The 2013 substance use study is the eighth of its kind the NCAA has conducted since 1985. The initial National Study of Substance Use Habits of College Student-Athletes in 1985 and two subsequent replications were completed for the NCAA by researchers at Michigan State University.
All NCAA member institutions are asked to participate. The sampling plan achieves an appropriate representation of all NCAA student-athletes while minimizing burden to institutions by asking that all student-athletes on no more than three teams be surveyed on any campus. The teams surveyed are determined by a computer-generated random draw. Approximately 15 percent of teams within each NCAA championship sport are asked to participate.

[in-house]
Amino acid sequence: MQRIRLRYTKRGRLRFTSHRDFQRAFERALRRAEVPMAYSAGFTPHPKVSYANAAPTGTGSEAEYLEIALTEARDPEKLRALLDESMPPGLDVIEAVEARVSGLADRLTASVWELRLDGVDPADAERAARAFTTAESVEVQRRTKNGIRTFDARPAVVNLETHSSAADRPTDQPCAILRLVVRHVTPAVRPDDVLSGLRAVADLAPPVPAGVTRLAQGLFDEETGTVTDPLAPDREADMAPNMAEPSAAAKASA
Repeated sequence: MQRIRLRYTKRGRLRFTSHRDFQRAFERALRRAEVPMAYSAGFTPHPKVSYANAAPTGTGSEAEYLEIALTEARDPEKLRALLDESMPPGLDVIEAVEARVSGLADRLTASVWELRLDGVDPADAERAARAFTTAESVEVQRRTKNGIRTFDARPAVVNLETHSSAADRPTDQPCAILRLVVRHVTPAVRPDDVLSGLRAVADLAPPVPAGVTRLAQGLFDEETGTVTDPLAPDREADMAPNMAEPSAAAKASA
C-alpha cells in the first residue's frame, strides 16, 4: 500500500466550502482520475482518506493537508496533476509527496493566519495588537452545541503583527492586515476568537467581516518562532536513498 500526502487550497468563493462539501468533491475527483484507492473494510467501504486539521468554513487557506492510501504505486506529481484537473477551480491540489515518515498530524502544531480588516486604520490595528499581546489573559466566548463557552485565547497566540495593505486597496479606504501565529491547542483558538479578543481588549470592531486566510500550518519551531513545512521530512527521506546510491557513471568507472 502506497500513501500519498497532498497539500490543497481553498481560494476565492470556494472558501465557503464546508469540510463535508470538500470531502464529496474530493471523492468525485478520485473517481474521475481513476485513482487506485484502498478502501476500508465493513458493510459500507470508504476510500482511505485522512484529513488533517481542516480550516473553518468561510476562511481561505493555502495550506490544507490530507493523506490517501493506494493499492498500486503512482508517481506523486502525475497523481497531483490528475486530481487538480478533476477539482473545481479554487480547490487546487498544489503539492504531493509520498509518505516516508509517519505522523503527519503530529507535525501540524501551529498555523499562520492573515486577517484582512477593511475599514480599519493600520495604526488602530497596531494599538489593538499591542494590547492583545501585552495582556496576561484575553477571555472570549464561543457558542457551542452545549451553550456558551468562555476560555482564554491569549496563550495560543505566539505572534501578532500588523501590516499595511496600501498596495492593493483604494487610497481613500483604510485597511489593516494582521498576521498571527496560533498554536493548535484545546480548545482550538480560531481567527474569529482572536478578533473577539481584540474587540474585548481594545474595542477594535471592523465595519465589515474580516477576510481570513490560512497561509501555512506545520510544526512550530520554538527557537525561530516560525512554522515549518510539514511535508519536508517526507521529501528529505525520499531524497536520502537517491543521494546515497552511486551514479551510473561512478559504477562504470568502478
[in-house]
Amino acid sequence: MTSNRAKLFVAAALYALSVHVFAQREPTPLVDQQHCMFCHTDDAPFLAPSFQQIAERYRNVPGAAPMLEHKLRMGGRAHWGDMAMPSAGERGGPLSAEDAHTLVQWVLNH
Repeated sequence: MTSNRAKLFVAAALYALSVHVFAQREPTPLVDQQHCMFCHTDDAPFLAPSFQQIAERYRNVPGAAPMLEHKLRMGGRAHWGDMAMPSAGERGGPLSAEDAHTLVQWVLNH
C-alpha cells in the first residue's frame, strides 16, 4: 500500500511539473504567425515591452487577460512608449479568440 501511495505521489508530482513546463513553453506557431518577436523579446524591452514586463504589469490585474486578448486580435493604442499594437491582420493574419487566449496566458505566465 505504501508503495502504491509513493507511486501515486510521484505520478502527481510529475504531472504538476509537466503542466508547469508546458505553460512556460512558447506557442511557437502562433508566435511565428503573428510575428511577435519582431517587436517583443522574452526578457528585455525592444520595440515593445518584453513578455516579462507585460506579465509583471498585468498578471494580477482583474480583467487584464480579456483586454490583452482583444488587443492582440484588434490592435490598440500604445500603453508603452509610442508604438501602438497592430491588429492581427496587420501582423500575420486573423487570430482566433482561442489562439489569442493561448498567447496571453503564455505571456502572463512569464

As with many other NCAA research efforts, the institution’s faculty athletics representative (FAR) administers the survey to a team in a classroom setting. No identifying information about the student-athletes or the institution is collected.
It is important to note that even with measures to ensure anonymity, self-reported data of this kind can be problematic due to the sensitive nature of the issues. Therefore, absolute levels of use might be underestimated in a study such as this. However, broad trends in use patterns across years and among types of drugs have shown to be a valid use of these data.